U.S. State Department Says 'Do Not Travel' To These 19 Countries

Touching base on the global exploration realm, the U.S. State Department has unveiled ‘Do Not Travel’ cautions to keep American international travelers safe from facing challenges and risks that may be inescapable.

Nineteen countries, in particular, are advised against traveling to. From armed conflicts and civil unrest to mass kidnappings and murders, each country is unsafe for travel according to the U.S. State Department.

So, when checking out these troubled territories that the State Department warns adventurers to avoid while on their journeys for discovery and exploration – what draws travelers to these countries in the first place, anyway? 


To get started, the State Department warns travelers not to touch Belarusian soil following protests and military actions linked to the war involving neighboring Ukraine.

Further providing great urgency to keep off its grounds, there’s a potential for armed conflict and civil unrest, alongside cases of unlawful imprisonment for U.S. citizens by the Burmese military – a dreaded situation that no one in their right minds would want to be involved in.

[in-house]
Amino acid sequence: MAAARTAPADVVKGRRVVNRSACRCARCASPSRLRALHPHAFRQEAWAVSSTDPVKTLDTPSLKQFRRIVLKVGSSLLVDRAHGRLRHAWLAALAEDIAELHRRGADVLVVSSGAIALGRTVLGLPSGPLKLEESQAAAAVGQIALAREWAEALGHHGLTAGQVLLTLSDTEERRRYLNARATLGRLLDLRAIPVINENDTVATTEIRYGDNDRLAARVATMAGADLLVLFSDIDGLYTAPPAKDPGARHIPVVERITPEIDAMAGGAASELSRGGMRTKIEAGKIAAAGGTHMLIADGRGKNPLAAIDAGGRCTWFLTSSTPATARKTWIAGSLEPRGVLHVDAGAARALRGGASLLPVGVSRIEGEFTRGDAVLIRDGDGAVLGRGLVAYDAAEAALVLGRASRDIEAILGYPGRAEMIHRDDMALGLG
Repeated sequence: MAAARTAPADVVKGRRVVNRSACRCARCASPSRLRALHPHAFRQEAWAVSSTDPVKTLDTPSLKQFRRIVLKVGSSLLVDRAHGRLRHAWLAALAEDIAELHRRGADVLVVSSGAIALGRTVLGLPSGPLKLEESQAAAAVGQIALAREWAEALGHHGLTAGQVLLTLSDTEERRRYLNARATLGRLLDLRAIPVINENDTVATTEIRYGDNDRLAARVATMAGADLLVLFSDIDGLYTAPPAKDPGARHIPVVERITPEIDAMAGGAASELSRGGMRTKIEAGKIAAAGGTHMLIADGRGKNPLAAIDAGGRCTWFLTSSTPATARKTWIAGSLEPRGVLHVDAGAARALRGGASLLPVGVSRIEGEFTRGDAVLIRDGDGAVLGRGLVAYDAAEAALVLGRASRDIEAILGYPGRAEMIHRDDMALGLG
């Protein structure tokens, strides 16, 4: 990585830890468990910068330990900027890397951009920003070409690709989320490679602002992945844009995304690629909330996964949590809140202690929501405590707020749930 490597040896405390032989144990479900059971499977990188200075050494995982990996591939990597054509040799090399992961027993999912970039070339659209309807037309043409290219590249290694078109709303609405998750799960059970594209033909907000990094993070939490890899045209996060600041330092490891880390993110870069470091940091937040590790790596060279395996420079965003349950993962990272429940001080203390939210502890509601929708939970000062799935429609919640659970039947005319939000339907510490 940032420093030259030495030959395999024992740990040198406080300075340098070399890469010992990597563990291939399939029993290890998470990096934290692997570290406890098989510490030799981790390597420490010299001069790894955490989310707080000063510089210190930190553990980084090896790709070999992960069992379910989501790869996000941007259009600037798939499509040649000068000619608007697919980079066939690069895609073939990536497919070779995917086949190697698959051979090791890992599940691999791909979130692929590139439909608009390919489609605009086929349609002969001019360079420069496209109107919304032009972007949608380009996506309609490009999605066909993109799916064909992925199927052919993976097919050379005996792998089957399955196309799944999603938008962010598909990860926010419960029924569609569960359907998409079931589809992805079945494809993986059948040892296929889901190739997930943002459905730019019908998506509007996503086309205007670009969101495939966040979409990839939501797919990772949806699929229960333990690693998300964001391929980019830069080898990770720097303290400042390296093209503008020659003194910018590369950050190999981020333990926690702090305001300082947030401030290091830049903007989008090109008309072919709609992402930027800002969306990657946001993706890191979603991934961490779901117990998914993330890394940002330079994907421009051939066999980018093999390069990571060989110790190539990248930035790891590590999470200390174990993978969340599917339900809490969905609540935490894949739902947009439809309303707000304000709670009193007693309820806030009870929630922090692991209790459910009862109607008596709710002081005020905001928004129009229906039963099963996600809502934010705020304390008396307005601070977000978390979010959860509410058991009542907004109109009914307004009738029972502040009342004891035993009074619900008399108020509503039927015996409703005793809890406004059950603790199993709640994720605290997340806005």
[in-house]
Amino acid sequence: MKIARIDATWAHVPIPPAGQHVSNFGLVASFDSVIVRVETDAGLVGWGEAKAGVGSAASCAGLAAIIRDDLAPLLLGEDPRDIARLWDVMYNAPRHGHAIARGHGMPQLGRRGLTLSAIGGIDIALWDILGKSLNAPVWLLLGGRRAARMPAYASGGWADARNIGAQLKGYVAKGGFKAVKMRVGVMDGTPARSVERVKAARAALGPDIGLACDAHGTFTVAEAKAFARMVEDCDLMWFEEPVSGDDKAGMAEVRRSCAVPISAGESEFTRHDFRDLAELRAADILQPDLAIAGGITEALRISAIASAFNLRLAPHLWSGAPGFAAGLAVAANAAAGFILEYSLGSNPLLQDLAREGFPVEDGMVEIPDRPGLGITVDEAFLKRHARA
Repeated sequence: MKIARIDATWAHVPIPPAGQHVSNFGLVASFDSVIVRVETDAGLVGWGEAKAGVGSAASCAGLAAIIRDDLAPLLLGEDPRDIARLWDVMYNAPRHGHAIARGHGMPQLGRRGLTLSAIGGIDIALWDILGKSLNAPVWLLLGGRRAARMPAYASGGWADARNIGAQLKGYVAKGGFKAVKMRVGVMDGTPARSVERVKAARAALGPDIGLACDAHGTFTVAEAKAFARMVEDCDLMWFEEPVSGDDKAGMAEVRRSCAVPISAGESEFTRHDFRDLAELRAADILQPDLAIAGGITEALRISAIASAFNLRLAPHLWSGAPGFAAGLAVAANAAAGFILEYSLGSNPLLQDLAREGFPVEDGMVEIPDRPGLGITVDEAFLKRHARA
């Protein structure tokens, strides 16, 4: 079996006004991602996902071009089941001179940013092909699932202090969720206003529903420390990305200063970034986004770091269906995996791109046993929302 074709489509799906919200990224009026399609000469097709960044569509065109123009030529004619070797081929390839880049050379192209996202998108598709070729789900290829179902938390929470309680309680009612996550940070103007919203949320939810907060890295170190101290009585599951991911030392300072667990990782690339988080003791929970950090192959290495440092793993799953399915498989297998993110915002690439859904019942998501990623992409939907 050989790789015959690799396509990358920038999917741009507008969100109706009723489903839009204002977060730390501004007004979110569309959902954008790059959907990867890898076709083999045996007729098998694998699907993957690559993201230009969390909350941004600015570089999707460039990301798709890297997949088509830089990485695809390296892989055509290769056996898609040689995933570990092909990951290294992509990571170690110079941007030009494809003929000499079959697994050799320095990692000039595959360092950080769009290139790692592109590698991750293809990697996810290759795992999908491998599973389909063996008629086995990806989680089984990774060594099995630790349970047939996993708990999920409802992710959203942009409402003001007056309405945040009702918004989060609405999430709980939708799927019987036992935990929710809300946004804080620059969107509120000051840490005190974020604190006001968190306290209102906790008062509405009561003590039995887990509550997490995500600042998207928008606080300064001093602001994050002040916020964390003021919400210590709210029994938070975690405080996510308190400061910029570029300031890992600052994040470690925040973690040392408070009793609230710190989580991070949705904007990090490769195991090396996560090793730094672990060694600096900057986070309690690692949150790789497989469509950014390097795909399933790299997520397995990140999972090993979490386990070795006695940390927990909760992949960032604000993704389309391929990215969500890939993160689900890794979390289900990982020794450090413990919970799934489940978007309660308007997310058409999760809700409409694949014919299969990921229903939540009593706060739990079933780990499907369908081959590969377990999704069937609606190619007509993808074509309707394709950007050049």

Belarus is known for having a relatively unexplored corner of Eastern Europe, appealing to those wanting to venture through the unknown. An impressive 40% of the country is covered by forest, housing around 600 Bison.

Travelers can check out colorful murals and three hundred types of delicious potato dishes at attractive restaurants when delving into civilization. Still, these perks aren’t worth the risk where safety is concerned.

Belarus supports ukraine


Venezuela is another country also posing significant dangers, now being home to civil unrest, crime, kidnapping, and arbitrary enforcement of local laws. Unjustified terrorism, detentions, and inadequate health structures further concrete the nation’s troubles.

As a consequence, the South American country has experienced a tremendous exodus of its citizens seeking asylum in other countries, escaping threats against humanity in their home country.

Although it’s wise not to travel here, it’s worth noting that Venezuela was previously a hot spot for tourists.

The country boasts a stunning landscape of tropical jungles, lofty mountain ranges, and broad river plains, bringing in a diverse range of natural habitats, thus, appealing to nature lovers.

Venezuela mountain landscape


Next up is Haiti. Although it may seem unfair for the U.S. Department to warn U.S. citizens not to travel to this gorgeous Caribbean island, the federal government has its reasons.

Haiti is a poverty-stricken country that shares the island of Hispaniola with the Dominican Republic, and it is facing challenges that involve crime and social turbulence.

Despite already sounding bad, the most troublesome issues in the country include mass kidnapping, commonly involving physical harm to victims, ransom negotiations, and convoy attacks.

Further impacting risks is a recent cholera outbreak, propelled by forcing people to survive in crowded conditions without sanitation.